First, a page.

Children younger than 2 years old.
Anyone who has trouble breathing.
Anyone who is unconscious, incapacitated, or otherwise unable to remove the mask without assistance.
Wash your hands before putting on your mask
Put it over your nose and mouth and secure it under your chin
Try to fit it snugly against the sides of your face
Make sure you can breathe easily
Wash your hands before and after touching the mask.
Touch only the bands or ties when putting on and taking off your mask.
Make sure the mask fits to cover your nose, mouth and chin.
Make sure you can breathe and talk comfortably through your mask.
Wash reusable masks after each use. If the mask is disposable, discard it soiled or damaged. Have extra face coverings in case a back-up is needed during the day.
Do not wear face coverings if they are wet. A wet face covering may make it hard to breathe.
Never share face coverings.
Don't touch or ajust your mask, wash your hands or use hand sanitizer to disinfectant before and after.
In the context of the COVID-19 pandemic, many individuals are curious about the proper use of fabric masks. The Word Health Organization (WHO) released updated Advice on the use of masks in the context of COVID-19 on June 5, 2020.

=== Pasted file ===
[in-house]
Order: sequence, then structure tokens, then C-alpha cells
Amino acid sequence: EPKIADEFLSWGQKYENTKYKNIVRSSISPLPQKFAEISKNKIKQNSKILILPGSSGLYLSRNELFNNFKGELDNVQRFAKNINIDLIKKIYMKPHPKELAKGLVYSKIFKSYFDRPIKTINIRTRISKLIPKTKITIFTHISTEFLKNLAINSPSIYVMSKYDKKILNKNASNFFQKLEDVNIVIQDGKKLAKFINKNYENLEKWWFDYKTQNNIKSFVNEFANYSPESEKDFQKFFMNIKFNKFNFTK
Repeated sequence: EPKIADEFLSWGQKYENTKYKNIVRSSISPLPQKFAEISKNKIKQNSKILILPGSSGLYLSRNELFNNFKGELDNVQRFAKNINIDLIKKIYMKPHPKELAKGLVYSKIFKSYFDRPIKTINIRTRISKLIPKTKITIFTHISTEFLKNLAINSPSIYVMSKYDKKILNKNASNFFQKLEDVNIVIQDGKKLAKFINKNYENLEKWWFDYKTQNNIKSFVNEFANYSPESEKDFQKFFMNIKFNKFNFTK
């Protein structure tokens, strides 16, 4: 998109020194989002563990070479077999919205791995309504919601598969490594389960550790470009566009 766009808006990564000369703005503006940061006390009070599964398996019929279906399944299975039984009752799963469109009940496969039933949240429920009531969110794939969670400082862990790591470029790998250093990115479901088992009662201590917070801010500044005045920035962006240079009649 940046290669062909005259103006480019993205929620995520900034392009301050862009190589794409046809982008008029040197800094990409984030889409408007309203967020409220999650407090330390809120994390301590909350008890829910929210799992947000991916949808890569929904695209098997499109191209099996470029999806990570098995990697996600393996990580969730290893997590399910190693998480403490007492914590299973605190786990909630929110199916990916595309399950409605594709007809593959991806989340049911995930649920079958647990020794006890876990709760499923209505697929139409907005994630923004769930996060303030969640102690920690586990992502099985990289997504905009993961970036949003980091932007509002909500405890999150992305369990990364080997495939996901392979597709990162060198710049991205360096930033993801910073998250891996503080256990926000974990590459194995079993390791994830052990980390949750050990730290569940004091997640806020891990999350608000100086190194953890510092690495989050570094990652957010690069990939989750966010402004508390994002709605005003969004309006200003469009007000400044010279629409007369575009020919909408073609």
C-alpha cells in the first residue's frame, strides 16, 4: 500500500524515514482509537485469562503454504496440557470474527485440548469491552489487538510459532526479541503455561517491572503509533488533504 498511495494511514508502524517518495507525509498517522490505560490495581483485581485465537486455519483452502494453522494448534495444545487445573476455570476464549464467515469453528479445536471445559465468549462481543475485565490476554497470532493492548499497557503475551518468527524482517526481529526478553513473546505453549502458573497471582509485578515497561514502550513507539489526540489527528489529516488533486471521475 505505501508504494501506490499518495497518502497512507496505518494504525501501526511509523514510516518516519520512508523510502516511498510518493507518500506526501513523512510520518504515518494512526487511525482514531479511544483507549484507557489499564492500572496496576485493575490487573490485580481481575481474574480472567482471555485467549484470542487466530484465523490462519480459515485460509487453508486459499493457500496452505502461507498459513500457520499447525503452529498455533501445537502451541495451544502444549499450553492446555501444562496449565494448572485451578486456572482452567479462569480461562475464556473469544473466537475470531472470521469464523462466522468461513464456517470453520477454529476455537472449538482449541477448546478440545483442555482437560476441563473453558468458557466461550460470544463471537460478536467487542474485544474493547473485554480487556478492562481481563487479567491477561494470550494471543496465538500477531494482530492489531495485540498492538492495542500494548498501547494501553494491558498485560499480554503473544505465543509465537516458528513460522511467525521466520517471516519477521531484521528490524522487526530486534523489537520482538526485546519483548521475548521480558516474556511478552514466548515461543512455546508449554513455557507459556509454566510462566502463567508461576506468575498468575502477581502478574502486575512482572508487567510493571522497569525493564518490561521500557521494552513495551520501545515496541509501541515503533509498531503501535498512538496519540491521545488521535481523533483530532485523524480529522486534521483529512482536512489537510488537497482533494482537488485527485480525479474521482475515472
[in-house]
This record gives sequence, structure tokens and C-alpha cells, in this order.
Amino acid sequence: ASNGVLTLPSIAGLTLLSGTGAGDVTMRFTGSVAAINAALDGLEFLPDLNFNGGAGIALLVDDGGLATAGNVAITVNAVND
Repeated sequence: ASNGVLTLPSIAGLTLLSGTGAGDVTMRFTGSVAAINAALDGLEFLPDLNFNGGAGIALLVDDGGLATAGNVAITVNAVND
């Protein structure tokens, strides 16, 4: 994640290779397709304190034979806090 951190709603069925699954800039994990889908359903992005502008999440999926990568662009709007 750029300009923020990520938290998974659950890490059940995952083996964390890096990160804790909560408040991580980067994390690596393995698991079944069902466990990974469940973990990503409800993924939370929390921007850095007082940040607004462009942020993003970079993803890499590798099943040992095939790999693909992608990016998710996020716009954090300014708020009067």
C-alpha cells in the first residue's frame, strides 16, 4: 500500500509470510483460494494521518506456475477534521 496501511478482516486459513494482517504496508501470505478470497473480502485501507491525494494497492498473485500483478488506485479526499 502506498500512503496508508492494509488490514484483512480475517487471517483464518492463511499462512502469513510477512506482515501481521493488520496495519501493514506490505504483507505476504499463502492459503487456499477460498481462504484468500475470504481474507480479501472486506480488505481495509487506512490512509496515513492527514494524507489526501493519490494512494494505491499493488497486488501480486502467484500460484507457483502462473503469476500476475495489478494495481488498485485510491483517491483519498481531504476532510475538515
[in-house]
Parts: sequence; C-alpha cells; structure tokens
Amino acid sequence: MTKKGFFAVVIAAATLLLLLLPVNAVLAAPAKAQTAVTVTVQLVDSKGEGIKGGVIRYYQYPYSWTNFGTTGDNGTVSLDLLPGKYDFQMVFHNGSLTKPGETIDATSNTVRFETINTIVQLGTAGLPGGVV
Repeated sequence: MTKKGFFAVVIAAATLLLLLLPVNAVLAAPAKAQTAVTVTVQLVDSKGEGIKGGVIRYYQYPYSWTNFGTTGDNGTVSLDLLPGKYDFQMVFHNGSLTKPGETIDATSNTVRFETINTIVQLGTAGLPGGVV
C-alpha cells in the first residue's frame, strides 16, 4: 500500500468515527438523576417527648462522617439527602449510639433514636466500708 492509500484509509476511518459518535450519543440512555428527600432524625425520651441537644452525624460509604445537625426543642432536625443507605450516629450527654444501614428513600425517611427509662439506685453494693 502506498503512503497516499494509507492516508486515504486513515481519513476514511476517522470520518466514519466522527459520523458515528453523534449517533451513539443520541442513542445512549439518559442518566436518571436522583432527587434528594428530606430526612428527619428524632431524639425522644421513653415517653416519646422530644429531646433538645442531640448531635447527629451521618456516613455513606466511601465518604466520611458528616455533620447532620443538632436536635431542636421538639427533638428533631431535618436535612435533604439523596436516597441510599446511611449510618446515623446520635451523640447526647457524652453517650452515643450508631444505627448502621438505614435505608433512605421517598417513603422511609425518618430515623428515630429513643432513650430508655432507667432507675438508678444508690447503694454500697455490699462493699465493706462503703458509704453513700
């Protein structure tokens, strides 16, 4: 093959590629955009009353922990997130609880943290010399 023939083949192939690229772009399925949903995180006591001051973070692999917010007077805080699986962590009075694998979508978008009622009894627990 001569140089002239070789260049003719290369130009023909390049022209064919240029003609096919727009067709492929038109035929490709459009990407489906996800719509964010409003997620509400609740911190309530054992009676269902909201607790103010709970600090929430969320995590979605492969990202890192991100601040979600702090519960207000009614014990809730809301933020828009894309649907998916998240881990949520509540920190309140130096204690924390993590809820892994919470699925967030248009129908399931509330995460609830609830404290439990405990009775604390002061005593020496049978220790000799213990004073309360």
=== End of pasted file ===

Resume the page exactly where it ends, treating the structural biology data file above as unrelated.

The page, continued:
New York Governor Andrew Cuomo turned his attention on June 13, 2020 to protesters who are not wearing their masks properly during protests demanding police reforms following the death of George Floyd.
"Standard surgical masks are as effective as respirator masks (e.g. N95, FFP2, FFP3) for preventing infection of healthcare workers in outbreaks of viral respiratory illnesses such as influenza. No head to head trial of these masks in COVID-19 has yet been published, and neither type of mask prevents all infection. Both types of mask need to be used in combination with other PPE measures. Respirator masks are recommended for protection during aerosol generating procedures (AGPs). Rapid reviews on wider PPE measures, and what counts as an AGP, are ongoing."
(March 24, 2020) The Centre for Evidence-Based Medicine
"Masks may be more effective as a “source control” because they can prevent larger expelled droplets from evaporating into smaller droplets that can travel farther."
(June 26, 2020) The University of California-San Francisco
If you are a mask manufacturer and want your face mask to be considered for publication on our website, please send a sample supply for review along with a press release. We'll then donate your masks to local organizations including medical personnel and front line workers. Only quality masks will be considered for review and highlighted on our website.